Believe it or not: your desk contains 400 times more bacteria than a toilet seat
As health experts around the world fight to contain the spread of the deadly novel coronavirus, employers are beginning to issue staff advisories on how to stay healthy and protect against disease.
The workplace itself can easily turn into a breeding ground of disease-causing germs: even your office desk contains 400 times more bacteria than a toilet seat.
In enclosed spaces such as elevators, hallways and cubicles, cross contamination becomes the most common way for microorganisms to spread.
In fact, it only takes two hours for germs to spread from a door handle to half the workforce.
Studies have also shown how one in four people forget to wash their hands after using the toilet. Hence, contact with high-touch surfaces can leave people vulnerable to infection.
Which hotspots and high-touch surfaces should employees be wary of?
Lobby and hallway
- Door handles
- Elevator buttons
- Keyboard and mouse
- Photocopier, printer, fax machine and other office equipment
- Microwave door
- Coffee machine
- Vending machines
- Kitchen sink and sponge
- Utensils, glasses and mugs
- All surfaces!
HRD has compiled a list of easy-to-follow tips – apart from handwashing and using hand sanitisers, of course – on how to prevent office germs from spreading:
1. Spritz away
Before starting your shift, make sure to first wipe down your desk with an anti-microbial wipe, or to spritz all surfaces with a disinfectant spray. Some brands now offer travel-sized versions of larger sprays that you can carry in your pocket or keep in a drawer.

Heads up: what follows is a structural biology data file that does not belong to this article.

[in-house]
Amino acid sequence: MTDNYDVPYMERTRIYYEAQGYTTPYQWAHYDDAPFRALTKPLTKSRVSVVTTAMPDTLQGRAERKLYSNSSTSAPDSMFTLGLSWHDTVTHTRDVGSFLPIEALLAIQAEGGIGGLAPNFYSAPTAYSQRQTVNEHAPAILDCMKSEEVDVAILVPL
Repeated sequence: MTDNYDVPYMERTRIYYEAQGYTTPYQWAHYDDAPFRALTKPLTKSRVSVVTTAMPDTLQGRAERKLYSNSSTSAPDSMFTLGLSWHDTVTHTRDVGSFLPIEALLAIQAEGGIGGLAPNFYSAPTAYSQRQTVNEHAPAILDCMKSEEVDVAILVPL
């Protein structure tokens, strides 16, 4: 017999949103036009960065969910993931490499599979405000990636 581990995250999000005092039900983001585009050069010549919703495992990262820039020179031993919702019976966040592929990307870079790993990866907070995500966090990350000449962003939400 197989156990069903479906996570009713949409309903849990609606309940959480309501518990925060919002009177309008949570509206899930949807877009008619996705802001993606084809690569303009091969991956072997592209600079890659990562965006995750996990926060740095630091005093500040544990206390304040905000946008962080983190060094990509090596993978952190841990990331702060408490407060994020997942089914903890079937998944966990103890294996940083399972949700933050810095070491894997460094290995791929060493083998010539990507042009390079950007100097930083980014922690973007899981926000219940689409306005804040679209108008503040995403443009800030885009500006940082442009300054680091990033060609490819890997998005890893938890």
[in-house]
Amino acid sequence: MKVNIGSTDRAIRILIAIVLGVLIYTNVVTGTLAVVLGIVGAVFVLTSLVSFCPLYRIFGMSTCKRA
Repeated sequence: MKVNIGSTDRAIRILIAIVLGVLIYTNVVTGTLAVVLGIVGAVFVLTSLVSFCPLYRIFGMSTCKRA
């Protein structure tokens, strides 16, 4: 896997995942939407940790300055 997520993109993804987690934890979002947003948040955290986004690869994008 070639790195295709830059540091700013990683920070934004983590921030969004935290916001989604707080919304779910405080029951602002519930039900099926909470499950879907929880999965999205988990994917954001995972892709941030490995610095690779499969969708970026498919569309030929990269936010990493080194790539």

2. Clear your desk when eating
If you take your lunch at your desk, be sure to clear the surface first of items such as your keyboard and mouse so as to prevent particles from falling into their little crevices. Grease and sauces that stain these and other surfaces can also attract microbes such as the clostridia species, which can cause diarrhoea, or pests such as roaches, which carry a host of disease-causing germs everywhere they crawl. It is best to use a mat that you can clean with dishwashing soap and water each day.
3. Never share mugs, water bottles and utensils
While some offices provide these items for common use, it’s always best to bring your own and to wash them in the dishwasher (if not in your own home kitchen sink). Sinks and sponges are generally a breeding ground for germs.
4. Avoid borrowing office items meant for individual use
Yes, even the lowly pen and stapler can be a direct carrier of the deadliest germs if they’ve been passed around by different hands. If another person borrows an item from you, remember to wipe the object with an anti-microbial wipe.
5. Throw away used tissue immediately
Even when crumpled up, used tissue can still be a source of contamination if it’s left out in the open after being used to wipe away fluids, grease and grime. Always dispose of them soon after they’ve touched another object or surface no matter how briefly.